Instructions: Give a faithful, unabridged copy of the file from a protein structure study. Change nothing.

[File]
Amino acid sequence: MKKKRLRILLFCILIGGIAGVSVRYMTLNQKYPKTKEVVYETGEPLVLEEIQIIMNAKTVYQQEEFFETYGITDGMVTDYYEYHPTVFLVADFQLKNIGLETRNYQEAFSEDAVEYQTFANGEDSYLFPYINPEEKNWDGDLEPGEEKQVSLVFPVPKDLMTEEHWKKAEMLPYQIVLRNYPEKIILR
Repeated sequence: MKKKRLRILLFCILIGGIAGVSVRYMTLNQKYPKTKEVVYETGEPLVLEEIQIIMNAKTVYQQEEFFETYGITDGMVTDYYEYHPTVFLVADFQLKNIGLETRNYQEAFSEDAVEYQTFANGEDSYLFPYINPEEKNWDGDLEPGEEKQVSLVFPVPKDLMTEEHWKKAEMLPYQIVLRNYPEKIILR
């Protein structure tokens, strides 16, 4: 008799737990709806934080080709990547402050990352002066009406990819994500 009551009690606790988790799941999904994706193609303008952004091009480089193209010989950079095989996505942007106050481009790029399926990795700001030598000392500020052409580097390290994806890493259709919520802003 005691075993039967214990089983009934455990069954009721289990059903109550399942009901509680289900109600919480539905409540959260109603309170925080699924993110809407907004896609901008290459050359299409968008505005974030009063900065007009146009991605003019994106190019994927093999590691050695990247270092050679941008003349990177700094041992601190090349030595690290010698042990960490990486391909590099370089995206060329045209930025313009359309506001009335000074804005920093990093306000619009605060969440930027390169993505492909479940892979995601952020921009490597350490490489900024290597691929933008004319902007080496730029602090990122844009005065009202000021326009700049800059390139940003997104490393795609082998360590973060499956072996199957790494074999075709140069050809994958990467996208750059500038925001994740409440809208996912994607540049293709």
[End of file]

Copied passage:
Amino acid sequence: MKKKRLRILLFCILIGGIAGVSVRYMTLNQKYPKTKEVVYETGEPLVLEEIQIIMNAKTVYQQEEFFETYGITDGMVTDYYEYHPTVFLVADFQLKNIGLETRNYQEAFSEDAVEYQTFANGEDSYLFPYINPEEKNWDGDLEPGEEKQVSLVFPVPKDLMTEEHWKKAEMLPYQIVLRNYPEKIILR
Repeated sequence: MKKKRLRILLFCILIGGIAGVSVRYMTLNQKYPKTKEVVYETGEPLVLEEIQIIMNAKTVYQQEEFFETYGITDGMVTDYYEYHPTVFLVADFQLKNIGLETRNYQEAFSEDAVEYQTFANGEDSYLFPYINPEEKNWDGDLEPGEEKQVSLVFPVPKDLMTEEHWKKAEMLPYQIVLRNYPEKIILR
């Protein structure tokens, strides 16, 4: 008799737990709806934080080709990547402050990352002066009406990819994500 009551009690606790988790799941999904994706193609303008952004091009480089193209010989950079095989996505942007106050481009790029399926990795700001030598000392500020052409580097390290994806890493259709919520802003 005691075993039967214990089983009934455990069954009721289990059903109550399942009901509680289900109600919480539905409540959260109603309170925080699924993110809407907004896609901008290459050359299409968008505005974030009063900065007009146009991605003019994106190019994927093999590691050695990247270092050679941008003349990177700094041992601190090349030595690290010698042990960490990486391909590099370089995206060329045209930025313009359309506001009335000074804005920093990093306000619009605060969440930027390169993505492909479940892979995601952020921009490597350490490489900024290597691929933008004319902007080496730029602090990122844009005065009202000021326009700049800059390139940003997104490393795609082998360590973060499956072996199957790494074999075709140069050809994958990467996208750059500038925001994740409440809208996912994607540049293709």